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Steve Machat
Interdisciplinary Studies
Dalhousie University

smachat@dal.ca

Steve is a PhD student in interdisciplinary studies, focused on health promotion, political science, and public administration with a research interest in healthy public policy and population-level indices and measures of well-being and quality of life. Steve has experience building public policy solutions within and outside of government on a range of areas of focus in tobacco control, climate change, education, healthy eating, physical activity, and the social determinants of health.  

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Aline Maybank
Medical Sciences 
Dalhousie University

aline.maybank@dal.ca

Aline is an undergraduate student studying Medical Sciences at Dalhousie University. Specifically, she is interested in the intersection of climate and medicine. She has been involved in Biomedical Engineering and respiratory research over the past few years. Aline is the president of Dalhousie's American Sign Language Society and Sustainability Society, where she works to increase community inclusivity. She also volunteers at various health-related organizations, including the IWK and Kid's Help Phone, to support members of her community. She is looking forward to discovering the Healthy Populations Institute's ongoing research projects regarding sustainability and health while inspiring other young professionals to integrate sustainability into their education.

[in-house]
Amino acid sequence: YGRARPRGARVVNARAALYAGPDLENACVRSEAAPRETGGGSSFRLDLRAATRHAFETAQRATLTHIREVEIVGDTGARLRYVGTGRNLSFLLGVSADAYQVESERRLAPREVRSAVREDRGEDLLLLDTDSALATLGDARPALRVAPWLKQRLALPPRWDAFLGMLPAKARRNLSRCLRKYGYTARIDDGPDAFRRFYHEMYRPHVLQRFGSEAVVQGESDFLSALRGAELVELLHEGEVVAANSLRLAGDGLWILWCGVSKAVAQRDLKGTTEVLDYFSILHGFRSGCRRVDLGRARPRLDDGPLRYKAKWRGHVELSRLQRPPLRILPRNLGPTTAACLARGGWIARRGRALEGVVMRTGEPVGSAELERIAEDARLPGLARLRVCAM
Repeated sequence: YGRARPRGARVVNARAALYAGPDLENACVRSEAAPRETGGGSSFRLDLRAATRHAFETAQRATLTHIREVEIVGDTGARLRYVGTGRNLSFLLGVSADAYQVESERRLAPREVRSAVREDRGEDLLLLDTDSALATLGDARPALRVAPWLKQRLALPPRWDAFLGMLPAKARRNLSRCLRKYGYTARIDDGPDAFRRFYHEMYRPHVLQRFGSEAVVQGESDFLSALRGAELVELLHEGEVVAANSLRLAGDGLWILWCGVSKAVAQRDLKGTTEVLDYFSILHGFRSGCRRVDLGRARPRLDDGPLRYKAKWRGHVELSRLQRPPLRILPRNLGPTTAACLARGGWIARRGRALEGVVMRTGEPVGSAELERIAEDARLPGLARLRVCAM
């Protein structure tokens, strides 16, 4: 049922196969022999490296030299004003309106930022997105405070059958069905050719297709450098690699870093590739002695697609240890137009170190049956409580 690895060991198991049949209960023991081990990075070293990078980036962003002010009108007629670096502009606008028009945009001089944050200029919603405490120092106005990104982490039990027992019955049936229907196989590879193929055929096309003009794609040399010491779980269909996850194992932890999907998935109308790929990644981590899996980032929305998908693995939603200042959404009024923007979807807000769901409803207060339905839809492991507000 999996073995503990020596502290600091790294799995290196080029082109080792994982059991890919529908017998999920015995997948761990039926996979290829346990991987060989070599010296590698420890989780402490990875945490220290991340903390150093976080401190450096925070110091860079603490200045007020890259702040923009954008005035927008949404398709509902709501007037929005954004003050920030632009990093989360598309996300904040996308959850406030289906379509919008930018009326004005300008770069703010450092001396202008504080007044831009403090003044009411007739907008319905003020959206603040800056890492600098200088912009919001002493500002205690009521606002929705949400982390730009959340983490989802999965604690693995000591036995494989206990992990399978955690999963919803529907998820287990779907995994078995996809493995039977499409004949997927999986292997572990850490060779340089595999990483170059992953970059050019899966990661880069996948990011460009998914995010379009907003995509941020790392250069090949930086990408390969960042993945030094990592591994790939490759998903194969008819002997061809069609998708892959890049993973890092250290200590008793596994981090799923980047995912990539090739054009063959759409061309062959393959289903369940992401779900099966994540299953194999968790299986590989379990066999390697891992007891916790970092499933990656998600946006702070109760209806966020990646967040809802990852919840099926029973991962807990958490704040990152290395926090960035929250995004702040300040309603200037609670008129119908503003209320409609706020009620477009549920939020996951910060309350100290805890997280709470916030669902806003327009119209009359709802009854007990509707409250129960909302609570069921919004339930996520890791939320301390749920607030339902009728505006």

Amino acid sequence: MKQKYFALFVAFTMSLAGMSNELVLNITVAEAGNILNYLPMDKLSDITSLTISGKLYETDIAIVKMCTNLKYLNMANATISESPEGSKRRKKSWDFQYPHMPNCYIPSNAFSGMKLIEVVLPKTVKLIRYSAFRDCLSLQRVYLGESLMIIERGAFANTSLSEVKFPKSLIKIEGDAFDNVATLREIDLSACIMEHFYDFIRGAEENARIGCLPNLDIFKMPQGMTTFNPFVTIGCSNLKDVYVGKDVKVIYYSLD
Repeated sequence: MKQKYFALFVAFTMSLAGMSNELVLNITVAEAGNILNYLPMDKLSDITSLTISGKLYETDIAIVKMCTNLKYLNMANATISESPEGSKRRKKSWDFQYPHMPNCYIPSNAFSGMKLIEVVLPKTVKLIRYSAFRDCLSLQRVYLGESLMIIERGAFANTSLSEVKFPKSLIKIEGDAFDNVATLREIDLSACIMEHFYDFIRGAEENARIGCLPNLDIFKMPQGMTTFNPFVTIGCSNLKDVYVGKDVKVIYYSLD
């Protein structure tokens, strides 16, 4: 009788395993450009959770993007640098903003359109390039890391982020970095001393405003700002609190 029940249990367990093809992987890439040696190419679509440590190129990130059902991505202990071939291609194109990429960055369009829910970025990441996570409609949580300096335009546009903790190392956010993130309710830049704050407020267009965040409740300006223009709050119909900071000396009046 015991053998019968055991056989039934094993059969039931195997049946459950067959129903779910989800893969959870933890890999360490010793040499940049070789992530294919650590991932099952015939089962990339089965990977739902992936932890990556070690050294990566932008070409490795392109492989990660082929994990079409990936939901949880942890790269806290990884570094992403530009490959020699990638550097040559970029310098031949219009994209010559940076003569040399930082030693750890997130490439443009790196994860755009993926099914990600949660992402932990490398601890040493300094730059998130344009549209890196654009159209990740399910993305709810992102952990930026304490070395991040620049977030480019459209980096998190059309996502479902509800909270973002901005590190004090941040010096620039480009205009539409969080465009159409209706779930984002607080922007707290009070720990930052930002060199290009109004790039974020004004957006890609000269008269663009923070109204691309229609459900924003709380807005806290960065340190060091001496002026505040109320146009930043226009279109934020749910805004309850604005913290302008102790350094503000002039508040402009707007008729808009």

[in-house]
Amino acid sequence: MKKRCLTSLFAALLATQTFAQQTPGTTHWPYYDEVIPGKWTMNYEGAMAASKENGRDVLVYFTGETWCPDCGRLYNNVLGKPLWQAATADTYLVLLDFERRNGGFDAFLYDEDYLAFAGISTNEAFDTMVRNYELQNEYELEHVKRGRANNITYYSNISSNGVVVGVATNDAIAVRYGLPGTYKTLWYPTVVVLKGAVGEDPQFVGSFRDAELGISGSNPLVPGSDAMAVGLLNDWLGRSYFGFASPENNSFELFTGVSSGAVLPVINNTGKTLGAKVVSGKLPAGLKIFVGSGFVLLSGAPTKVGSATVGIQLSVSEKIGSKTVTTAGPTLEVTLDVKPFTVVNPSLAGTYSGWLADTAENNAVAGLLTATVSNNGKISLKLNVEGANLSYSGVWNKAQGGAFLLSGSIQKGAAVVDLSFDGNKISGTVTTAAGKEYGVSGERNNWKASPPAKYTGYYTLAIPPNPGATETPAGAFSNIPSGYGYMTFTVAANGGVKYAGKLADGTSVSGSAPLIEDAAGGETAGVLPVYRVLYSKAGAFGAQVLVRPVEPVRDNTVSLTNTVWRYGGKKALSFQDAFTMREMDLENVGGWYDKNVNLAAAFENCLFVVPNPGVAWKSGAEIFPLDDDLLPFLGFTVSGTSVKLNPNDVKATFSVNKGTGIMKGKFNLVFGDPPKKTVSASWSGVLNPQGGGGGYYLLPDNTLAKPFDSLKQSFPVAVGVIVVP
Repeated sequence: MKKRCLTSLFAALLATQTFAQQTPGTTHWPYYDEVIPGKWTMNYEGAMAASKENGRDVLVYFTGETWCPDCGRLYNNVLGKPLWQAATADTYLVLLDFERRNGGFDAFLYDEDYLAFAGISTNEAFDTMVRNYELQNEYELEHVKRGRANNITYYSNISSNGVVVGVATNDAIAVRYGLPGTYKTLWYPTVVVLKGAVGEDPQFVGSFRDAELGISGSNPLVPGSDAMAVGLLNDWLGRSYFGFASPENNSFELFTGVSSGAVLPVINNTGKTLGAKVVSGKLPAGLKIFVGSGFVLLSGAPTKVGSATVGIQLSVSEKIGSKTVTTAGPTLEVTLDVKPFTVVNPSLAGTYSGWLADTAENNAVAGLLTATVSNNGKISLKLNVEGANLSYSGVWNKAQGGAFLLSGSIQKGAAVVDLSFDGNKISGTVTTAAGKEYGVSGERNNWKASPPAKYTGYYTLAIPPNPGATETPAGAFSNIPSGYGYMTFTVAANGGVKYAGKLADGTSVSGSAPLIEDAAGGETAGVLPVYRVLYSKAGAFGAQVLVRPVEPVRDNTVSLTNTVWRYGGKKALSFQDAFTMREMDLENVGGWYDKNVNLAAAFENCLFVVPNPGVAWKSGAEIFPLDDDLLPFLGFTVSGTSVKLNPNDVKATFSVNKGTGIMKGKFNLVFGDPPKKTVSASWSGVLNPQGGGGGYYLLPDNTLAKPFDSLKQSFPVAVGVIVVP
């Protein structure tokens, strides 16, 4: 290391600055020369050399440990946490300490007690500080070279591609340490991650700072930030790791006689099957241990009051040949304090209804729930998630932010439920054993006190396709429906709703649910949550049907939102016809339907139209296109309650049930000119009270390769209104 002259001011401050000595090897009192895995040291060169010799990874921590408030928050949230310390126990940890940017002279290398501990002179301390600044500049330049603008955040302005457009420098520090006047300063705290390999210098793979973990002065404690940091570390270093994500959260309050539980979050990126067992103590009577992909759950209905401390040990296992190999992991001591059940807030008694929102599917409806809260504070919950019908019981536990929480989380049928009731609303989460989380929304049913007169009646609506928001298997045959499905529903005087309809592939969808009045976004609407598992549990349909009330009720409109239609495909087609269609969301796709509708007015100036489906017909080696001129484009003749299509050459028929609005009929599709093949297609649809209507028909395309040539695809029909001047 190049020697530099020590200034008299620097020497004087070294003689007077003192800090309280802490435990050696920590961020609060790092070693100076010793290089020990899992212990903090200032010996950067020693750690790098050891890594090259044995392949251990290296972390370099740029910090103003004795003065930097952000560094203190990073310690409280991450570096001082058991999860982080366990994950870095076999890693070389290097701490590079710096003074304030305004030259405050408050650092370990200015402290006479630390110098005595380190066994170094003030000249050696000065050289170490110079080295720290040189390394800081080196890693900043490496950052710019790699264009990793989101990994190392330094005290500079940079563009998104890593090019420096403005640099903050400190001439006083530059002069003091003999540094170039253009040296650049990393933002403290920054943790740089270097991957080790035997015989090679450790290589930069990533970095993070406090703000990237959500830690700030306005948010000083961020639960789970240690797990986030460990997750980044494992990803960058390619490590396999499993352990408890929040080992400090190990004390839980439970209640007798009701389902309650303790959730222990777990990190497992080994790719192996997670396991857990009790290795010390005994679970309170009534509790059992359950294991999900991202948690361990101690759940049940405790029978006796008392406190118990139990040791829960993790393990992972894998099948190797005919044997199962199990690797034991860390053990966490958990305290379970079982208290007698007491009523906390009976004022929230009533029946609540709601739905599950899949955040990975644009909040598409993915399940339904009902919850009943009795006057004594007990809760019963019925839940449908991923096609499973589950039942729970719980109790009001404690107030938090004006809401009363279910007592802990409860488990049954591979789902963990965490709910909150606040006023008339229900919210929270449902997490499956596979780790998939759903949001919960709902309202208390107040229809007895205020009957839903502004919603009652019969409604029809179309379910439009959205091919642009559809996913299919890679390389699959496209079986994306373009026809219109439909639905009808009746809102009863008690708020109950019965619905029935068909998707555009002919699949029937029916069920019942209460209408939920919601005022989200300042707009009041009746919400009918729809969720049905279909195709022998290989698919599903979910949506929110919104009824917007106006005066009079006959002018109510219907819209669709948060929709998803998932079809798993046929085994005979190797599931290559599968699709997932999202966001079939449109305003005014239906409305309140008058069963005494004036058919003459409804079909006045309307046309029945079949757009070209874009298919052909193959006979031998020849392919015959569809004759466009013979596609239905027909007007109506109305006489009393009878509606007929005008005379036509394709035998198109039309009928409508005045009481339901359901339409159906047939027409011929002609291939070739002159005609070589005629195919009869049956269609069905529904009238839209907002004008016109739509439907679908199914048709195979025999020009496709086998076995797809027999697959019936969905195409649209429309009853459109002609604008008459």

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Jennifer Splane
Faculty of Health
Dalhousie University

j.splane@dal.ca

Jennifer is a PhD student in the Faculty of Health at Dalhousie University. She is a graduate Nurse Practitioner who works with at-risk populations and her research interests include improving healthcare delivery and health outcomes for Canadians by exploring and evaluating the role of nurse practitioners in this context. Prior to her graduate studies, Jennifer completed her Bachelor of Science in Biology/Psychology and Bachelor of Nursing at the University of New Brunswick. She is looking forward to discovering equitable solutions to healthcare delivery for Canadians and continuing meaningful work at the Healthy Populations Institute.

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Matthieu Martin (he/him)
School of Communication Sciences and Disorders